Besides, I can think of a very well loved and frequently read, revamped, and copied story that doesn’t fit that graph. Romeo and Juliet.

Of course, maybe tragedies have a different graph. Perhaps each genre really has its perfect flow? What do you think? Does “the formula” work? What are some other classics that break the mold?

– Autumn is the author of the epic fantasy novel Born of Water and its Novel Companion and, most recently, the compilation of adventure travel stories Danger Peligros! All are available at Amazon, Smashwords, and other retailers of e-novels. Her next novel, Rule of Fire, will be available JUNE 21. You can also find her online on Twitter at @weifarer or on her Facebook page and on Goodreads.

 

Offering up the Underdog

by Chantal Boudreau

I’m in the middle of working on a post-apocalyptic novel at the moment, Sifting the Ashes, and one of the main characters has me thinking about just how much I enjoy writing underdog characters. Shannon is the type of woman you wouldn’t necessarily expect to survive a calamity. She’s the quiet, studious sort, socially awkward and happy to throw herself into work, a little underdeveloped on the physical side. To both her good fortune and her misfortune, she proves to be immune to the bio-engineered illness that kills ninety-seven percent of the population, decimating civilization. She’s also an easy victim to the remaining survivors fighting violently for survival, and she knows it. At the beginning of the story, she has been holing herself up in her basement apartment with scavenged supplies and stolen library books, just trying to ignore what’s going on in the outside world. And she manages just fine this way, until trouble comes to her.

Despite the fact that Shannon is not a strong character, she still wants to survive and it’s that gumption and the willingness to face her fears that keeps her going even when things look terribly grim. I find myself really liking the character even if I wouldn’t consider her a good example of how one should handle a similar situation. She makes plenty of mistakes, often barely scraping through the bad tangles she lands herself in. She’s ultimately human, her flaws are endearing in a way, and it’s difficult not to root for her.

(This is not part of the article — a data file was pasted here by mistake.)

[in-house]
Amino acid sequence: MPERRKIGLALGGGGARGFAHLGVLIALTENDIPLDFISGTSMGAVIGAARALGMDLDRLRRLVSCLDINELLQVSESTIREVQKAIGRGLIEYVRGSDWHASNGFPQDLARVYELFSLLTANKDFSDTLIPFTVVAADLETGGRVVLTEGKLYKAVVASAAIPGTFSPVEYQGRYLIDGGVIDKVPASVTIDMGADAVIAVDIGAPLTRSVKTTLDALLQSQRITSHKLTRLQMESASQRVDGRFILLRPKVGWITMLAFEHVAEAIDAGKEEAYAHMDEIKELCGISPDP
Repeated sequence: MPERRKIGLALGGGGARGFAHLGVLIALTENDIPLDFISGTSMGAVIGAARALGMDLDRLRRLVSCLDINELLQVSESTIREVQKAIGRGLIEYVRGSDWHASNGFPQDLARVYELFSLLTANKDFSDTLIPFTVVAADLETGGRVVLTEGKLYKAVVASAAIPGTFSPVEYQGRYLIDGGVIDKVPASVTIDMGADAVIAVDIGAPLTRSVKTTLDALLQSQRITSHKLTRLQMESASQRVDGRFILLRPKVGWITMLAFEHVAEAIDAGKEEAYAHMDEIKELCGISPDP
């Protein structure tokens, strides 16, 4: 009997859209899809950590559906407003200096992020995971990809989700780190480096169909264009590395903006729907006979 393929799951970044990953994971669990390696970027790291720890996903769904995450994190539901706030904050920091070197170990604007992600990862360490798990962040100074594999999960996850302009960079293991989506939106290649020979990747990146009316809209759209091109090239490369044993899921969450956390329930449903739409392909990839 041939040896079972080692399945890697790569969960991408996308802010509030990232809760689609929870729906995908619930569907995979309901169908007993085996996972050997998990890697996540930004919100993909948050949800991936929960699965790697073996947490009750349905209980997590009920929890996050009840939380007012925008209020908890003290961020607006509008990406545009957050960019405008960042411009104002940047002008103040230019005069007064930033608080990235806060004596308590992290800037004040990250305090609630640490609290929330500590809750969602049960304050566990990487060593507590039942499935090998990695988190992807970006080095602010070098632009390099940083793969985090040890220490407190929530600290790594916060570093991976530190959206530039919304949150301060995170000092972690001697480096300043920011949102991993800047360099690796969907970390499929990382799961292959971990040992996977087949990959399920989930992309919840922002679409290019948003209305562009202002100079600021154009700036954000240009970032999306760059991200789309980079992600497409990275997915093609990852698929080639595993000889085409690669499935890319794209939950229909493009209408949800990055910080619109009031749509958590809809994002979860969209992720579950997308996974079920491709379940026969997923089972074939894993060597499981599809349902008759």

I think that’s the whole point to the underdog character.

They are not a “proper” hero, their weaknesses outweigh their strengths, the odds are stacked against them – you could even say they are bordering on pitiful. But they make you want them to win, partially because there’s something about them that makes you feel for them and partially because despite everything working against them, they’re not willing to give up.

This kind of character proliferates itself throughout my writing, sometimes as a secondary character but more often as a main character. Fawn, in my Snowy Barrens Trilogy is an underdog, a pacifist and social outcast who can’t seem to catch a break. In my Masters & Renegades series, the intro novel, Magic University, is teeming with underdogs and misfits. Casualties of War, the second book, introduces possibly my favourite underdog, Clayton. He is a gawky young man, low on self-esteem, who mistrusts others and is tormented by precognition. In the soon to be released third book, Prisoners of Fate, there is Anna, who seems to be a perpetual underachiever, despite strong potential, and she remains shy and mousy even with the urging (and sometimes bullying) from her mentor to develop more of a presence.

Even Sam, my protagonist in the Fervor series, plays the role of underdog, subject to the Scholars’ manipulations and bullying from the Controls.

So I admit it, I’m addicted to the underdog character – but why wouldn’t I be? Compare them with the standard hero who has the skills, strengths and resources to meet whatever mishaps and villainy the writer throws their way. Where’s the challenge in that? I honestly sort of want to see those types of protagonists fail, because they had it so good in the first place.

And maybe I feel this way because I identify best with the underdog myself. I’m certainly nowhere near perfect in any way, shape or form. You’ll find a lot more readers out there that have lived that kind of life as opposed to being stunningly beautiful, gracefully athletic and charismatically brilliant – all rolled into one.

Right?